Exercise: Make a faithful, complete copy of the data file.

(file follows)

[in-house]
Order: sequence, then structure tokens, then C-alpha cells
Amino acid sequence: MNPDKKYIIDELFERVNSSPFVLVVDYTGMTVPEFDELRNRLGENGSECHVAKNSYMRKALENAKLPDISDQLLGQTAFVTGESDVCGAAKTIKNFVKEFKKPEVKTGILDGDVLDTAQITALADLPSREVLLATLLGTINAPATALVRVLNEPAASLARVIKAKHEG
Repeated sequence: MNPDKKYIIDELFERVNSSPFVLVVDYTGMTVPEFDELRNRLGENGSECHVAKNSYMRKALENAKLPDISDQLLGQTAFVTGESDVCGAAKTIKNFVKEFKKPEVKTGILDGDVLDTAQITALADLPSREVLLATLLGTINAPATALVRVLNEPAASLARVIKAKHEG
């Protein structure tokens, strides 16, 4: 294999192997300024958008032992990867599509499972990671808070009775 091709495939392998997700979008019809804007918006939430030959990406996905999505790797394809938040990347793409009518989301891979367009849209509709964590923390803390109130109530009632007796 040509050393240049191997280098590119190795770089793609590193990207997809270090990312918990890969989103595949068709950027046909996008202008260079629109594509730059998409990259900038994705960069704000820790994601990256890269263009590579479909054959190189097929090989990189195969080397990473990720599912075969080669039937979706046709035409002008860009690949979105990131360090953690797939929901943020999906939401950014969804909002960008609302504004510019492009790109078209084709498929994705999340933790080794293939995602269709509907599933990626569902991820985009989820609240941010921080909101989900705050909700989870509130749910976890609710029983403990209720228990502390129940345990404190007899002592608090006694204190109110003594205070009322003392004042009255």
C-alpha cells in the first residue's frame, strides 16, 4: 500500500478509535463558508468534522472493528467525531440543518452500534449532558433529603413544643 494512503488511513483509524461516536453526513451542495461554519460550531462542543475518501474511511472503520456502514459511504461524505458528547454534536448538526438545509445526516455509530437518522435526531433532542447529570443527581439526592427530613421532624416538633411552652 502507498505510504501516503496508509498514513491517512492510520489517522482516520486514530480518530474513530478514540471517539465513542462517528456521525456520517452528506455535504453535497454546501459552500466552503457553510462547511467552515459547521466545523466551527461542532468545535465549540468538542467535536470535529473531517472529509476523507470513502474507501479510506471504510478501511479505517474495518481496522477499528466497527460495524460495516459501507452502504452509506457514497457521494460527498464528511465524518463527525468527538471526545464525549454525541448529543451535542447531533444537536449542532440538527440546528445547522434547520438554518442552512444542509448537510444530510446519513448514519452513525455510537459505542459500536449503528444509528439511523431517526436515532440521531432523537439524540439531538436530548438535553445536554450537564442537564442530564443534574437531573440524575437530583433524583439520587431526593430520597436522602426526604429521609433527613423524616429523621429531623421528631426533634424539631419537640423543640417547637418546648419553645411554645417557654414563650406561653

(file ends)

[in-house]
Order: sequence, then structure tokens, then C-alpha cells
Amino acid sequence: MNPDKKYIIDELFERVNSSPFVLVVDYTGMTVPEFDELRNRLGENGSECHVAKNSYMRKALENAKLPDISDQLLGQTAFVTGESDVCGAAKTIKNFVKEFKKPEVKTGILDGDVLDTAQITALADLPSREVLLATLLGTINAPATALVRVLNEPAASLARVIKAKHEG
Repeated sequence: MNPDKKYIIDELFERVNSSPFVLVVDYTGMTVPEFDELRNRLGENGSECHVAKNSYMRKALENAKLPDISDQLLGQTAFVTGESDVCGAAKTIKNFVKEFKKPEVKTGILDGDVLDTAQITALADLPSREVLLATLLGTINAPATALVRVLNEPAASLARVIKAKHEG
């Protein structure tokens, strides 16, 4: 294999192997300024958008032992990867599509499972990671808070009775 091709495939392998997700979008019809804007918006939430030959990406996905999505790797394809938040990347793409009518989301891979367009849209509709964590923390803390109130109530009632007796 040509050393240049191997280098590119190795770089793609590193990207997809270090990312918990890969989103595949068709950027046909996008202008260079629109594509730059998409990259900038994705960069704000820790994601990256890269263009590579479909054959190189097929090989990189195969080397990473990720599912075969080669039937979706046709035409002008860009690949979105990131360090953690797939929901943020999906939401950014969804909002960008609302504004510019492009790109078209084709498929994705999340933790080794293939995602269709509907599933990626569902991820985009989820609240941010921080909101989900705050909700989870509130749910976890609710029983403990209720228990502390129940345990404190007899002592608090006694204190109110003594205070009322003392004042009255």
C-alpha cells in the first residue's frame, strides 16, 4: 500500500478509535463558508468534522472493528467525531440543518452500534449532558433529603413544643 494512503488511513483509524461516536453526513451542495461554519460550531462542543475518501474511511472503520456502514459511504461524505458528547454534536448538526438545509445526516455509530437518522435526531433532542447529570443527581439526592427530613421532624416538633411552652 502507498505510504501516503496508509498514513491517512492510520489517522482516520486514530480518530474513530478514540471517539465513542462517528456521525456520517452528506455535504453535497454546501459552500466552503457553510462547511467552515459547521466545523466551527461542532468545535465549540468538542467535536470535529473531517472529509476523507470513502474507501479510506471504510478501511479505517474495518481496522477499528466497527460495524460495516459501507452502504452509506457514497457521494460527498464528511465524518463527525468527538471526545464525549454525541448529543451535542447531533444537536449542532440538527440546528445547522434547520438554518442552512444542509448537510444530510446519513448514519452513525455510537459505542459500536449503528444509528439511523431517526436515532440521531432523537439524540439531538436530548438535553445536554450537564442537564442530564443534574437531573440524575437530583433524583439520587431526593430520597436522602426526604429521609433527613423524616429523621429531623421528631426533634424539631419537640423543640417547637418546648419553645411554645417557654414563650406561653